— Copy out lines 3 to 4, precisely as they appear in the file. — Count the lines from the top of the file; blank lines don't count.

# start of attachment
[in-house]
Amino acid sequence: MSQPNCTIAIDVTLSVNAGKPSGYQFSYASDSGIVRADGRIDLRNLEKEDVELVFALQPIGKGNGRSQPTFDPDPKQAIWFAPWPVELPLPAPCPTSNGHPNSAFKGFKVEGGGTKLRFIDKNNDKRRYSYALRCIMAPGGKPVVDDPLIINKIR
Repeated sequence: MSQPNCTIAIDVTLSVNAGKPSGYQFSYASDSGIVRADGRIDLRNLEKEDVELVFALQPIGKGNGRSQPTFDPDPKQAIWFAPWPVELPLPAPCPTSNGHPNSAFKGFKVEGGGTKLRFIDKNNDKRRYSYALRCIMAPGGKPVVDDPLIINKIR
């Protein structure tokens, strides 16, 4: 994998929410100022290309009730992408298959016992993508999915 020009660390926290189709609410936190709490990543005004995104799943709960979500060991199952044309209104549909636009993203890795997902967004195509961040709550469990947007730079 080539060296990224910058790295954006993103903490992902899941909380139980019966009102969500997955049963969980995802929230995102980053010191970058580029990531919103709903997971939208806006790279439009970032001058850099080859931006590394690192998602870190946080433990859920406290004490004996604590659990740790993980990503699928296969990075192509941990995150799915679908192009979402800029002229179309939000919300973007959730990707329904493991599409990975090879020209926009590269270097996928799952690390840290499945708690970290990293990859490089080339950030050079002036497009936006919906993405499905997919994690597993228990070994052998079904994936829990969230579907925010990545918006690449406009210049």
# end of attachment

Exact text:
Repeated sequence: MSQPNCTIAIDVTLSVNAGKPSGYQFSYASDSGIVRADGRIDLRNLEKEDVELVFALQPIGKGNGRSQPTFDPDPKQAIWFAPWPVELPLPAPCPTSNGHPNSAFKGFKVEGGGTKLRFIDKNNDKRRYSYALRCIMAPGGKPVVDDPLIINKIR
């Protein structure tokens, strides 16, 4: 994998929410100022290309009730992408298959016992993508999915 020009660390926290189709609410936190709490990543005004995104799943709960979500060991199952044309209104549909636009993203890795997902967004195509961040709550469990947007730079 080539060296990224910058790295954006993103903490992902899941909380139980019966009102969500997955049963969980995802929230995102980053010191970058580029990531919103709903997971939208806006790279439009970032001058850099080859931006590394690192998602870190946080433990859920406290004490004996604590659990740790993980990503699928296969990075192509941990995150799915679908192009979402800029002229179309939000919300973007959730990707329904493991599409990975090879020209926009590269270097996928799952690390840290499945708690970290990293990859490089080339950030050079002036497009936006919906993405499905997919994690597993228990070994052998079904994936829990969230579907925010990545918006690449406009210049």